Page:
“I have been nothing but impressed with her commitment and enthusiasm to working with this difficult population,” Woodson writes of Walker. “She handles herself with aplomb no matter what event occurs, from youth who need hospitalization to youth who need to be asked to leave because they are not sober. The center manager shared with me privately that he has been quite impressed with her artistic facilitation and her leadership-through-example.”
Walker is a dedicated artist, teacher and scholar who represents the core values of the School of Theatre and Film: collaboration, collegiality, creativity and, most especially, community.
Students of Phoenix Collegiate Academy Las Artes collaborated to create two murals for Global Youth Service Day, April 23, 2010. Preparation to create this body of artwork on Global Youth Service Day began more than 5 weeks ago through an enrichment program at Phoenix Collegiate Academy coordinated by the Cultural Arts Coalition and facilitated by Silvia Rodriguez, Harvard graduate enrollee for fall 2010. The students meet with Silvia 4 days a week for 45 minutes.
The structure of this program aligns with artspace – an initiative spearheaded by the Phoenix Office of Arts & Culture (POAC) in partnership with Arizona Department of Education, ASU Herberger Institute for Design and the Arts and Arizona State Libraries. The vision of artspace is to establish a new model of educational experience to ensure students are self-confident and successful in school and can make a positive impact in their community, developing the abilities of students to create work and respond to creative work in many disciplines, building skills for the imagination and innovation necessary for the 21st century workplace. Connecting organizations that share ideologies with artspace, such as the Cultural Arts Coalition and Phoenix Collegiate Academy, is essential to shifting thought around the role of arts in education.
To prepare for the mural creation, the students were read three books: Life Does Not Frighten Me by Maya Angelo, illustrated by Jean Michele Basquiat, Alejandro’s Gift illustrated by Silvia Long and written by Richard Alpert, and Antelope Woman written and illustrated by Michael Lacapa. In addition, the students engaged in art making activities and art history lessons about the Huicholes people living within the Sierra Madre Mountains of Mexico to prepare for the design and painting of the canvases. Throughout the classes, the students focused on two concepts: We are all interconnected and interdependent upon not only one another, but all living organisms on the planet. We are therefore to “…Honor Family and all things Great and Small.” (Antelope Woman). The students’ comprehension of the art history, art inquiry, personal reflection and art making experiences resulted in the creation of two beautiful morals created on Global Youth Service Day.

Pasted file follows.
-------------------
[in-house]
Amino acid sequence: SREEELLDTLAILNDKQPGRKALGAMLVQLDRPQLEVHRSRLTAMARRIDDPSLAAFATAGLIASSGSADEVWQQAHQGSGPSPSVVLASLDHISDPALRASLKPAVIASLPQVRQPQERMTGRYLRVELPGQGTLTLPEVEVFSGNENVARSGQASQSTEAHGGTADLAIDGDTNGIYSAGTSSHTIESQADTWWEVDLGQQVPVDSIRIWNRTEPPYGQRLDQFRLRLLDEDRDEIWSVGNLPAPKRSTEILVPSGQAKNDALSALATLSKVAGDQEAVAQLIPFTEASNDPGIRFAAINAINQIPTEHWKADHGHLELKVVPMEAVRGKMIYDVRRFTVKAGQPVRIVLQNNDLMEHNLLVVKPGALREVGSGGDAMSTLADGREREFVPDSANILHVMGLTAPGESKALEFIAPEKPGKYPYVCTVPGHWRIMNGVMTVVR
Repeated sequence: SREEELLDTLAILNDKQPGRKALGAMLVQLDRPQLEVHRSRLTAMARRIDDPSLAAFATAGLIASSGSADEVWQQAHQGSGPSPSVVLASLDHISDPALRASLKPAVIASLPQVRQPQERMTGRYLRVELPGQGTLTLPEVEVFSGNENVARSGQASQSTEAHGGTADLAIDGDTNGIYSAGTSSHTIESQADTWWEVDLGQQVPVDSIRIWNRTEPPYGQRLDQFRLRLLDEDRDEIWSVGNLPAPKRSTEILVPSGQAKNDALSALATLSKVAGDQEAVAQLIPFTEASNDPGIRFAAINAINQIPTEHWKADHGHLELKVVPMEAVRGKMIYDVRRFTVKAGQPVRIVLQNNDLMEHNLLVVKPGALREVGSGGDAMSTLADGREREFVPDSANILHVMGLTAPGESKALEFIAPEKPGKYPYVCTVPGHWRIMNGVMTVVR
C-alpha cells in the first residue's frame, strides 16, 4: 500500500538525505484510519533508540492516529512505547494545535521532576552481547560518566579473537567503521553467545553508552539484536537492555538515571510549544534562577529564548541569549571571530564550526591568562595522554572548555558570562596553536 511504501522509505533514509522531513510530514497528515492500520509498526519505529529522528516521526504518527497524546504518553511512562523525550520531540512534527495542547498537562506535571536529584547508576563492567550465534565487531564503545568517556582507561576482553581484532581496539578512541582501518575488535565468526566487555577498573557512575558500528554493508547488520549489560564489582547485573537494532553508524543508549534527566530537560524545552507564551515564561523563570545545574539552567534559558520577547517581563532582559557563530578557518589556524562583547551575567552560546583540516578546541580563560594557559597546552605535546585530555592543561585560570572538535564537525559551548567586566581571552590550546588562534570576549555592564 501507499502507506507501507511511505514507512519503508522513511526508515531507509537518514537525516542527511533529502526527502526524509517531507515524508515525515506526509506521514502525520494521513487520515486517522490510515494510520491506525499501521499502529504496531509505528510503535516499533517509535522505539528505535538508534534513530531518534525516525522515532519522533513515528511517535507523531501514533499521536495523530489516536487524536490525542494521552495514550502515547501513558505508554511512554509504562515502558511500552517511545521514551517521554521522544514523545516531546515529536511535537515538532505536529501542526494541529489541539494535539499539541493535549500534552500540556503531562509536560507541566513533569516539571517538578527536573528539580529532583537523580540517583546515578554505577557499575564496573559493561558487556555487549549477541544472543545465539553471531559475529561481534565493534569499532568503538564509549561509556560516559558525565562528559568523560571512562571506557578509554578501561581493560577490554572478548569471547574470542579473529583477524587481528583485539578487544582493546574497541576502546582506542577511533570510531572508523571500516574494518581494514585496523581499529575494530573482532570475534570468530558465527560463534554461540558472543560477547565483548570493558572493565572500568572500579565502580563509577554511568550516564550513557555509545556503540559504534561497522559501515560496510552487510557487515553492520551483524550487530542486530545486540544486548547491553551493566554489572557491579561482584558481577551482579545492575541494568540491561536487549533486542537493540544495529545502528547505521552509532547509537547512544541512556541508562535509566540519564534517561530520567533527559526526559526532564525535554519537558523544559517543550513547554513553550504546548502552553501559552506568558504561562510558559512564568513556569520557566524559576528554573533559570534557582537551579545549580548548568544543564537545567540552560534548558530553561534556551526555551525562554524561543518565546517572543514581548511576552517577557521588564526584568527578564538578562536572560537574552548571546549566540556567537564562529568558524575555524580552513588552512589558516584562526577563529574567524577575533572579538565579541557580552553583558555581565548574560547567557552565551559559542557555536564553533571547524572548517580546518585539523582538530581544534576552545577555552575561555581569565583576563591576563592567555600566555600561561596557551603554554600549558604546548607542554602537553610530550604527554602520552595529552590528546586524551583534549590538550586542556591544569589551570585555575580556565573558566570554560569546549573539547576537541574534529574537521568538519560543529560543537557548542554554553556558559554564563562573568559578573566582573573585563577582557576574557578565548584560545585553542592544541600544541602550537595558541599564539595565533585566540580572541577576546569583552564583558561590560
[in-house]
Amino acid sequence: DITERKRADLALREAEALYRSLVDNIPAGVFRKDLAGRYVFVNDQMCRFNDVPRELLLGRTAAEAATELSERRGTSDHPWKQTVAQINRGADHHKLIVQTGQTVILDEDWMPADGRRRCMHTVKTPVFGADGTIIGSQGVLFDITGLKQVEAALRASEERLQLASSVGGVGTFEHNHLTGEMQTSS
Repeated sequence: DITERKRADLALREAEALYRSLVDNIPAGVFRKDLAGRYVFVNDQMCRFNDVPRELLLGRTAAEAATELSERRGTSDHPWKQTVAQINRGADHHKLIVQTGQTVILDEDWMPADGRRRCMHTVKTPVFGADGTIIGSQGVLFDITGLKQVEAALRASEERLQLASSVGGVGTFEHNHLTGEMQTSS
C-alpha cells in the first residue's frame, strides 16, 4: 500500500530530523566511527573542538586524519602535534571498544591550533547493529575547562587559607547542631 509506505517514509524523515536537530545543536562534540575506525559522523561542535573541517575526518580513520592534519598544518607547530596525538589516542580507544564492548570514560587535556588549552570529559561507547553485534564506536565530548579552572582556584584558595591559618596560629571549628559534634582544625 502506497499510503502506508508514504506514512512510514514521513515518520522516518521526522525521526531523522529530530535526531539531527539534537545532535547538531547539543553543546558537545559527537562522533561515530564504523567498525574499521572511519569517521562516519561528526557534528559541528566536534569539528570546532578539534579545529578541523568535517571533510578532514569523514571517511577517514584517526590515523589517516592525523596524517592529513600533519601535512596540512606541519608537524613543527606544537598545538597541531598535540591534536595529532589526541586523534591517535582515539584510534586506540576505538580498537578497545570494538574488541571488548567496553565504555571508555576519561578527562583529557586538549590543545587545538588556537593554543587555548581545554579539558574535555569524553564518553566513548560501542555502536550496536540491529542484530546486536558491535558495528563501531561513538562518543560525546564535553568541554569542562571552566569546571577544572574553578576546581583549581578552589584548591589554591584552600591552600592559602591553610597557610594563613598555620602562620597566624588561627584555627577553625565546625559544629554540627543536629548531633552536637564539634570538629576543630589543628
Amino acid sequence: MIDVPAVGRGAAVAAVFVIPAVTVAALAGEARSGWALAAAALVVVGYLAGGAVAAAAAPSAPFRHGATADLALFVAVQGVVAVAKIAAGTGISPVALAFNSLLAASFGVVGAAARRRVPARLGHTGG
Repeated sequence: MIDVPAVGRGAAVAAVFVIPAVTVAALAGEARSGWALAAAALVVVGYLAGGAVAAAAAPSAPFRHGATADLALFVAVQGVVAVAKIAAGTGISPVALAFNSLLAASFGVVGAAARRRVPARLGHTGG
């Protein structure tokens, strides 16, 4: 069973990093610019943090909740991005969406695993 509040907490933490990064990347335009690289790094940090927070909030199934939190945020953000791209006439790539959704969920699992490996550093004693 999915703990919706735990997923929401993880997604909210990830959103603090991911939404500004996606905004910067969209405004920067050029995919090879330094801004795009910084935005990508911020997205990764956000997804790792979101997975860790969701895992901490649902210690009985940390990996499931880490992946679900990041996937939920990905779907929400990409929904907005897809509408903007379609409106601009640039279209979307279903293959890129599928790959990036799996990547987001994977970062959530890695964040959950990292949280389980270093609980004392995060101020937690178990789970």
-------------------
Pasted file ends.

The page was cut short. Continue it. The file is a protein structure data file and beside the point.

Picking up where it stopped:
Submitted by Judy Butzine of the Cltural Arts Coalition
Arizona State University and the University of Tokyo are joining forces to advance photovoltaics technology
Arizona State University has established a partnership with the University of Tokyo, Japan, aimed at strengthening research and educational endeavors at both institutions to advance solar energy technology.
The University of Tokyo is rated by the Global University Ranking organization and others as one the leading universities and research institutions in Asia, and it is the leading solar-energy research institution in Japan.
Its Research Center for Advanced Science and Technology recently was awarded almost $100 million over a seven-year period from the government of Japan for the Solar Quest program on advanced photovoltaic design, said Stephen Goodnick, director of the Arizona Initiative for Renewable Energy at ASU.
Photovoltaics is the field of semiconductor technology that involves converting sunlight into electrical power.
Goodnick also is a professor in the School of Electrical, Computer and Energy Engineering, a part of ASU’s Ira A. Fulton Schools of Engineering. At the invitation of the University of Tokyo, he and fellow ASU electrical and energy engineering professor Yong-Hang Zhang attended an international photovoltaics workshop last year in Japan. The idea for the partnership grew out of meetings Goodnick and Zhang had with Japanese colleagues during the conference.
Under the three-year partnership agreement, the two universities will collaborate on research projects, exchange educational information and materials, conduct joint lectures and symposia and exchange services of faculty members, research staff and students.